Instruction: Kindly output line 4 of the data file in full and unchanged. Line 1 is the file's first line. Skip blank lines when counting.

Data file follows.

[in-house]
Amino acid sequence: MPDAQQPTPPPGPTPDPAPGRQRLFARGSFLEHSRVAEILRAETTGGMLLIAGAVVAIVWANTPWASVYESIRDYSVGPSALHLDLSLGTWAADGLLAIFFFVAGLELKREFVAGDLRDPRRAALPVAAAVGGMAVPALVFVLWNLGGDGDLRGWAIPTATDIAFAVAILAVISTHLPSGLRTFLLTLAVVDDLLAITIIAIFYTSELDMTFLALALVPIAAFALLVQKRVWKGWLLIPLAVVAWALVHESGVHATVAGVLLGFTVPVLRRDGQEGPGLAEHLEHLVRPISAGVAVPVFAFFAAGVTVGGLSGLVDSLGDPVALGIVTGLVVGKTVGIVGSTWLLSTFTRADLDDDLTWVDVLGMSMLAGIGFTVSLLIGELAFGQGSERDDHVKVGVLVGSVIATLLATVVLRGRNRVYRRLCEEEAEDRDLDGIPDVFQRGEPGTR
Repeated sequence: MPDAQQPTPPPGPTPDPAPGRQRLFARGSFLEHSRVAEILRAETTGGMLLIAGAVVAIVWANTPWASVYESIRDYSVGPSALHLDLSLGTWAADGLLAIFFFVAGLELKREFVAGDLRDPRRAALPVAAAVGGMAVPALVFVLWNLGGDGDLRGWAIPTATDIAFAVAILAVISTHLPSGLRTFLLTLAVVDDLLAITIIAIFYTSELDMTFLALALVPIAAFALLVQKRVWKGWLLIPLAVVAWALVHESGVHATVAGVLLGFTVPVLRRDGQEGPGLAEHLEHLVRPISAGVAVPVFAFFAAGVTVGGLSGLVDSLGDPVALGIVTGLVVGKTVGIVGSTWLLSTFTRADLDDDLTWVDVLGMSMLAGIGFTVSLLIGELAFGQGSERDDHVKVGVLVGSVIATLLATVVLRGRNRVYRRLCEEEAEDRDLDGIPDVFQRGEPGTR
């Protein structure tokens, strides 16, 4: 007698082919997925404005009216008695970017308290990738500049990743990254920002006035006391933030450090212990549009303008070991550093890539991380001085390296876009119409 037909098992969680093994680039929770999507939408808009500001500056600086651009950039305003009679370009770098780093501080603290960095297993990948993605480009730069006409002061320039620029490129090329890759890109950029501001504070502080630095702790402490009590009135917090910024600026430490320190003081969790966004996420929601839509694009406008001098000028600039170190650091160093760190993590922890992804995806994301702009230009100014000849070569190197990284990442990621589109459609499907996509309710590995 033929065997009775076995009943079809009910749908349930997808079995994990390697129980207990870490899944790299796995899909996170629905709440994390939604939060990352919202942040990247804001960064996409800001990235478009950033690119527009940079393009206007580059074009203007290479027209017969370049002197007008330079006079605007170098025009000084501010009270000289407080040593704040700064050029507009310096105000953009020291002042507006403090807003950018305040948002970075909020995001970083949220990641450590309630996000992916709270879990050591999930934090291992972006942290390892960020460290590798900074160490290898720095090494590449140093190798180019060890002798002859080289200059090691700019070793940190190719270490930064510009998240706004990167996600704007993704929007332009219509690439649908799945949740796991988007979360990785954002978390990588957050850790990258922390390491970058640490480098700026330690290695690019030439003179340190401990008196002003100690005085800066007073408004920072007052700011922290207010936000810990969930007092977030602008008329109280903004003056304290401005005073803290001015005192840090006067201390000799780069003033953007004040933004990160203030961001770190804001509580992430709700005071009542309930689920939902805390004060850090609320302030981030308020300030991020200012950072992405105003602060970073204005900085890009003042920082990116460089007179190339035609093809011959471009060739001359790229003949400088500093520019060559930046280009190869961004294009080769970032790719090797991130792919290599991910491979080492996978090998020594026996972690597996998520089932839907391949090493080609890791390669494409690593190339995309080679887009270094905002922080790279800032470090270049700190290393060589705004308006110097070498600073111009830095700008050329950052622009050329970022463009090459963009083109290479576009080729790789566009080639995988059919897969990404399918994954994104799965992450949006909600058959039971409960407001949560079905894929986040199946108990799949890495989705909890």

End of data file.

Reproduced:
């Protein structure tokens, strides 16, 4: 007698082919997925404005009216008695970017308290990738500049990743990254920002006035006391933030450090212990549009303008070991550093890539991380001085390296876009119409 037909098992969680093994680039929770999507939408808009500001500056600086651009950039305003009679370009770098780093501080603290960095297993990948993605480009730069006409002061320039620029490129090329890759890109950029501001504070502080630095702790402490009590009135917090910024600026430490320190003081969790966004996420929601839509694009406008001098000028600039170190650091160093760190993590922890992804995806994301702009230009100014000849070569190197990284990442990621589109459609499907996509309710590995 033929065997009775076995009943079809009910749908349930997808079995994990390697129980207990870490899944790299796995899909996170629905709440994390939604939060990352919202942040990247804001960064996409800001990235478009950033690119527009940079393009206007580059074009203007290479027209017969370049002197007008330079006079605007170098025009000084501010009270000289407080040593704040700064050029507009310096105000953009020291002042507006403090807003950018305040948002970075909020995001970083949220990641450590309630996000992916709270879990050591999930934090291992972006942290390892960020460290590798900074160490290898720095090494590449140093190798180019060890002798002859080289200059090691700019070793940190190719270490930064510009998240706004990167996600704007993704929007332009219509690439649908799945949740796991988007979360990785954002978390990588957050850790990258922390390491970058640490480098700026330690290695690019030439003179340190401990008196002003100690005085800066007073408004920072007052700011922290207010936000810990969930007092977030602008008329109280903004003056304290401005005073803290001015005192840090006067201390000799780069003033953007004040933004990160203030961001770190804001509580992430709700005071009542309930689920939902805390004060850090609320302030981030308020300030991020200012950072992405105003602060970073204005900085890009003042920082990116460089007179190339035609093809011959471009060739001359790229003949400088500093520019060559930046280009190869961004294009080769970032790719090797991130792919290599991910491979080492996978090998020594026996972690597996998520089932839907391949090493080609890791390669494409690593190339995309080679887009270094905002922080790279800032470090270049700190290393060589705004308006110097070498600073111009830095700008050329950052622009050329970022463009090459963009083109290479576009080729790789566009080639995988059919897969990404399918994954994104799965992450949006909600058959039971409960407001949560079905894929986040199946108990799949890495989705909890």